Overlooking Observation Point

Photo: Rachael Smith

A secret, guided zip line in East Zion

Photo: Jenny Willden

Horseback riding at sunset in East Zion

Photo: Mark Wade/Zion Ponderosa Ranch Resort

Stargazing

Venturing outdoors for an impossibly cold stargazing tour on top of a desert water tower doesn’t sound enjoyable, but Zion Ponderosa Ranch Resort makes the experience pleasant. A warm shuttle ride up saves the night-time walk, and we stay cozy under stacks of blankets beneath starry skies. 

A hot chocolate and cider station thaws us as our guide details the astronomic wonders of the heavens. While I certainly look to the skies on my own, listening to a guide with expertise in planetary alignments, hard-to-see stars and the myths behind constellations make the frigid hour outdoors worthwhile. 

Canyoneering

We’re all for slots, slots, slots in winter. Carved by wind and water, traversing these narrow sandstone canyons is like being bearhugged by Earth. If you’re into that, East Zion is the place to find them. A smorgasbord of slots take you sliding and stemming through canyons, while others require technical gear and rescue ranger skills. It’s almost always chilly thanks to the lack of light, but winter boasts the distinct advantage of — you guessed it — no crowds.

Test the rappelling waters on a short guided tour of East Zion’s Huntress. With nine rappels, the longest topping out at 70 feet, it’s pure fun, almost always dry and ends with spectacular Zebra-waved sandstone. Hardier adventurers will love thrilling winter canyoneering with Zion Rock & Mountain Guides, just beyond the park border in Lambs Knoll (on the Kolob side). While the hiking isn’t intense, long rappels into dark, foreboding canyons make your heart leap from your chest. (Plus, there may or may not be a secret zipline riggable by these pros.)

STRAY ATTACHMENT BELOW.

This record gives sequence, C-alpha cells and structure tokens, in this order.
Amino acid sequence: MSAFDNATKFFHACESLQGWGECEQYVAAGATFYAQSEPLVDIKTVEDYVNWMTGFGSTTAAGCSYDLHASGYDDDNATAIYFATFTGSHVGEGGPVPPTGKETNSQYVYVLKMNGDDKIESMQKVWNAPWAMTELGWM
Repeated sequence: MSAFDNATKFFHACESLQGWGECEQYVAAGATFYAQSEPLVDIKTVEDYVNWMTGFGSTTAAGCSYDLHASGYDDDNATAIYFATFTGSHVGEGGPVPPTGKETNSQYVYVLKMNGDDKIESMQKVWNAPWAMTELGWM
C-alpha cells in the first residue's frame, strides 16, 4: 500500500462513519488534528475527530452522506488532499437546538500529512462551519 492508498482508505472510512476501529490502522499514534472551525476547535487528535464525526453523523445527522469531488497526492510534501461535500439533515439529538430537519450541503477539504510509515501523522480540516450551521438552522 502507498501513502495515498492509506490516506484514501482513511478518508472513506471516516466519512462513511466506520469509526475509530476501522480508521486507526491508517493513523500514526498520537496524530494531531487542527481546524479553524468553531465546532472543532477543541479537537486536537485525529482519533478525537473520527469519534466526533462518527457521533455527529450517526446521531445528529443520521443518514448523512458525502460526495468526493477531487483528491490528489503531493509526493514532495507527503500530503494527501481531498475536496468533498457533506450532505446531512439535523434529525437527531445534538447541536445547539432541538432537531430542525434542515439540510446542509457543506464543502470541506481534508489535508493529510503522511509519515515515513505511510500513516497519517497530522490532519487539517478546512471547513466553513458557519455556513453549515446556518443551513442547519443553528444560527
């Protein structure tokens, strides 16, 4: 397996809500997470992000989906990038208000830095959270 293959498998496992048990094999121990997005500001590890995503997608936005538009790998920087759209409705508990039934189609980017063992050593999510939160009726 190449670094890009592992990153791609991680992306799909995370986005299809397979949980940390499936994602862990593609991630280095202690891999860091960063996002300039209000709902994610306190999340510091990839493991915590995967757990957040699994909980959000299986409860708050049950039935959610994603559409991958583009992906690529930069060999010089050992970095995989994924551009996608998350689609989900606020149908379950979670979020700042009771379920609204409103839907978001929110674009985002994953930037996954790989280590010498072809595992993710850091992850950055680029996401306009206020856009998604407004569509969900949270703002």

Jeep Touring 

I’m all for exploring East Zion on your own two feet. But have you experienced a winter Jeep ride with heated seats? When the temperature drops, take a break to see views unreachable on hiking trails. As we bounce down a dirt road into private land, our East Zion Adventures guide, Jurassic Jeff, describes the ancient seas and volcanoes that transformed Zion from a watery paradise into today’s iconic landscapes.